Racism and racial discrimination are however, issues that are part of a wider scope; racial justice. The very issue of racial justice, the oppressive situations experienced by the blacks and other immigrants in the U.S. who were considered second class citizens with a very limited recognition by the state of their claims to fundamental rights especially in the spheres of education, representation in politics, equal opportunity and treatment in the workplace, is an issue that needs to be addressed in a liberal and democratic political setting. Martin Luther King, Jr. contends:
The black revolution is much more than a struggle for the rights of Negroes. It is forcing America to face all its interrelated flaws – racism, poverty, militarism, and materialism. It is exposing evils that are deeply rooted in the whole structure of our society… and suggests that radical reconstruction of society itself is the real issue to be faced (King 1969).
It is my intention to comment on Martin Luther King, Jr.’s public statement in 1969. As may be inferred from the above statement, King viewed the problem of the United States is one such problem which may be described as “systemic”; borrowing his terms, “…evils that are deeply rooted in the whole structure of our society…” Grounded on this assumption, he called for the necessity of what he calls a “radical reconstruction” of society.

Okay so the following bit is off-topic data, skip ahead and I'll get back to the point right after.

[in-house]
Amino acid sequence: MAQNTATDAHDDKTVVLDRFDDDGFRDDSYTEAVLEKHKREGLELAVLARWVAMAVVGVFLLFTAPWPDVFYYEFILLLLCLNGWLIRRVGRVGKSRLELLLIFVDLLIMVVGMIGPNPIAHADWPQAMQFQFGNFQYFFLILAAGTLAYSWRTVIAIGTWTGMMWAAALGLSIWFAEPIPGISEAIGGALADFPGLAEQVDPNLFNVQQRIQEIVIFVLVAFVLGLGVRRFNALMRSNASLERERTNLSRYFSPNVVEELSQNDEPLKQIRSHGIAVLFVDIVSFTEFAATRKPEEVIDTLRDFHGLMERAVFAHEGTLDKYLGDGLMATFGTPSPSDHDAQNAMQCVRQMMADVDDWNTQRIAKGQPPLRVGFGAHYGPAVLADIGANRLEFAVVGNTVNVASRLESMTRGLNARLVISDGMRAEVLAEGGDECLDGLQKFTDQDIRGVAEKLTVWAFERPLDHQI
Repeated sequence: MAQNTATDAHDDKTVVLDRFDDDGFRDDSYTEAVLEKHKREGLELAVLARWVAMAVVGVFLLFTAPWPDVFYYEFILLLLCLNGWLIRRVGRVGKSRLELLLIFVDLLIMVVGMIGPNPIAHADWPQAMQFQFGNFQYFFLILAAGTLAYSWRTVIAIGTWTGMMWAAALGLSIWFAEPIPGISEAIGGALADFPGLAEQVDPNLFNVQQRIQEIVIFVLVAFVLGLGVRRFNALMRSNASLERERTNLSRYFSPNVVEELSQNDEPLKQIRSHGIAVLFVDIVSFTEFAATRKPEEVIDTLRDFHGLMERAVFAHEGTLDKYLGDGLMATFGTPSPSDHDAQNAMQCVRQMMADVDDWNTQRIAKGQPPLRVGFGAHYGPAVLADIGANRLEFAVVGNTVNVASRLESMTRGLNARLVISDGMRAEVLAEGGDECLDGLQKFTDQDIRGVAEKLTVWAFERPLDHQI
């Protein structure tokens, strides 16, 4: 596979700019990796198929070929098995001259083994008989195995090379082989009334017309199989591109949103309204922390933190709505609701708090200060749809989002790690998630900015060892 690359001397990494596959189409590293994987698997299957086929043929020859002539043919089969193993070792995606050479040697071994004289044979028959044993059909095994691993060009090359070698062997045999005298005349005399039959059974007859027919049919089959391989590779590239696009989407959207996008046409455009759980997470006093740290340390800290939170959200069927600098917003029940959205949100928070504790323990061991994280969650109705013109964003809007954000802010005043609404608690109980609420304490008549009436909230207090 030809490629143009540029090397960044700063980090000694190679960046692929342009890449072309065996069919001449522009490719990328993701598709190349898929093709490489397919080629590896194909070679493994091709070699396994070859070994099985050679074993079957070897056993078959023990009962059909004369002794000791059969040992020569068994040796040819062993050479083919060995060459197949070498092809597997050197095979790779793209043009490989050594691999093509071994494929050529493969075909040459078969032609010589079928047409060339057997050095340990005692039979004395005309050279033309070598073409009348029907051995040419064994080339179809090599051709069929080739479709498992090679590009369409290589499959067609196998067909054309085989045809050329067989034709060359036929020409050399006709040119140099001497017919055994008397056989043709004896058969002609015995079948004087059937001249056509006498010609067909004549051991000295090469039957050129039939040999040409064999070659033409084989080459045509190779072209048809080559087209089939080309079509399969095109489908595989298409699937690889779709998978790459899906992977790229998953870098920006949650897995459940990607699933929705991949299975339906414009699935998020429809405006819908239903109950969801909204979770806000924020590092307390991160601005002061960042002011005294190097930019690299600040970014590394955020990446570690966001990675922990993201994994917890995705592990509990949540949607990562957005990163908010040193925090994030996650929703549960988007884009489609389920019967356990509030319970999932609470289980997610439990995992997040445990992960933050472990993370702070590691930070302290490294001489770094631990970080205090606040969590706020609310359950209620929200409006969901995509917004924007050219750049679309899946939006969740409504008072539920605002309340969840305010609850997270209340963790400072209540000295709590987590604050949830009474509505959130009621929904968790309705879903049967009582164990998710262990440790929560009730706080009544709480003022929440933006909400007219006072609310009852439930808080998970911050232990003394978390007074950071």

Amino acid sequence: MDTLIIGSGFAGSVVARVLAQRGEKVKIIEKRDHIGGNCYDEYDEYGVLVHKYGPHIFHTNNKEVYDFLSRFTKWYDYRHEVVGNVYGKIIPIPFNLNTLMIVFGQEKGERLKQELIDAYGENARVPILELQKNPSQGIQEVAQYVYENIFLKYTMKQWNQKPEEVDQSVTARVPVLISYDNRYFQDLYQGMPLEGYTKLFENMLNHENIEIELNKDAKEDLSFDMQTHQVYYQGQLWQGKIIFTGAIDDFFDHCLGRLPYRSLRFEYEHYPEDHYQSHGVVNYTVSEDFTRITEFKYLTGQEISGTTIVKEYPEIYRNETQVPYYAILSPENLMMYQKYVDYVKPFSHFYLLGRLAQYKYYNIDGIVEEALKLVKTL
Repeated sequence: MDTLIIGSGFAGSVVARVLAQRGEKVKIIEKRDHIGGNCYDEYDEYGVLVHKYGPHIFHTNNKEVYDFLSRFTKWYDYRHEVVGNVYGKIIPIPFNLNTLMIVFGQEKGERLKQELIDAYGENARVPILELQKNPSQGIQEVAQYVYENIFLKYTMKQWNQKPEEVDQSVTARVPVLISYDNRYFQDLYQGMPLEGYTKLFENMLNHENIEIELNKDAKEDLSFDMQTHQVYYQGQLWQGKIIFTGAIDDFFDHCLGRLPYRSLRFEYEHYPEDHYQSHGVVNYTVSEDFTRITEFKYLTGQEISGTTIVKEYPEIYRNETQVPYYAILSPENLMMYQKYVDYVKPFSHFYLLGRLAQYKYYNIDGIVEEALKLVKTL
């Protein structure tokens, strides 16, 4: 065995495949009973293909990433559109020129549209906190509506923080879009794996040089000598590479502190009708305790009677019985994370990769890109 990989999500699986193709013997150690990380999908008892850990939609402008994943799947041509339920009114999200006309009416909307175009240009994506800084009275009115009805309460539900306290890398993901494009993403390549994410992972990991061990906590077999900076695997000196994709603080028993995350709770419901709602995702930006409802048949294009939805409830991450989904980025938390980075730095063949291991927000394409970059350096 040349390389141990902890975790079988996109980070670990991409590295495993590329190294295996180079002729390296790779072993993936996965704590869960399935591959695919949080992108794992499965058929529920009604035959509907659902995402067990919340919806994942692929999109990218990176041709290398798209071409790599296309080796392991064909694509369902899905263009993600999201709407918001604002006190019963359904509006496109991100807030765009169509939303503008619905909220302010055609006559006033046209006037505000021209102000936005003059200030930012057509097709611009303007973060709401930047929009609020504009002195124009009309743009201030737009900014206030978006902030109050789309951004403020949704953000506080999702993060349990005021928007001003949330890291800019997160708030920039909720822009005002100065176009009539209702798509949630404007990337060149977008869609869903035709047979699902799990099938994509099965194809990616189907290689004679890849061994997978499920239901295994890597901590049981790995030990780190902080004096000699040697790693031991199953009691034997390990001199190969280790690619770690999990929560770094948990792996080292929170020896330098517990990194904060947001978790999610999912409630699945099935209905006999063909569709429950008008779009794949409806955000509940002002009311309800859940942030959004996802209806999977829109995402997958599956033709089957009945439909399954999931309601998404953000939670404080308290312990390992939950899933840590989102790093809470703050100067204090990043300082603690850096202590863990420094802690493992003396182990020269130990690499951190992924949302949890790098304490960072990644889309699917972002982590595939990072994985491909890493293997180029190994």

The interrelated flaws that King identified were racism, poverty, militarism and materialism, respectively. The real issue, according to him is the need for a radical reconstruction of society. On a historical note, the said reconstruction began with the implementation of civil rights, the passing of the Voting Rights Act of 1965, the Supreme Court rulings on segregation, the implementation of the affirmative action policy, the implementation of desegregation, etcetera.
Reed’s literary framework is pervaded by his rare blend of the visual and the verbal, prosaic and poetic, old and new, fictive and factual, serious and satiric, African and American, traditional and popular. His postmodern inclinations reflect even his views on racism and ethnicity and how it should be approached. Michel Foucault argues that “space is fundamental in any exercise of power” (252). There have been emerging interest on the concept of space in the past decades and Reed is but one of the many authors who are into what may be called as a “critique of dominant ideologies” (Keesey 50). Postmodern philosophies criticize what JF Lyotard calls the “grand narratives” as representing the truth. In a certain sense, postmodernists accept pluralism as best characterizing a proper way in and through which phenomena may be understood. In line with the aforementioned stance, Reed tries to present and embrace the multicultural and his “Neo-Hoodoo aesthetic” which comprises most of his works and also which may be summarized as: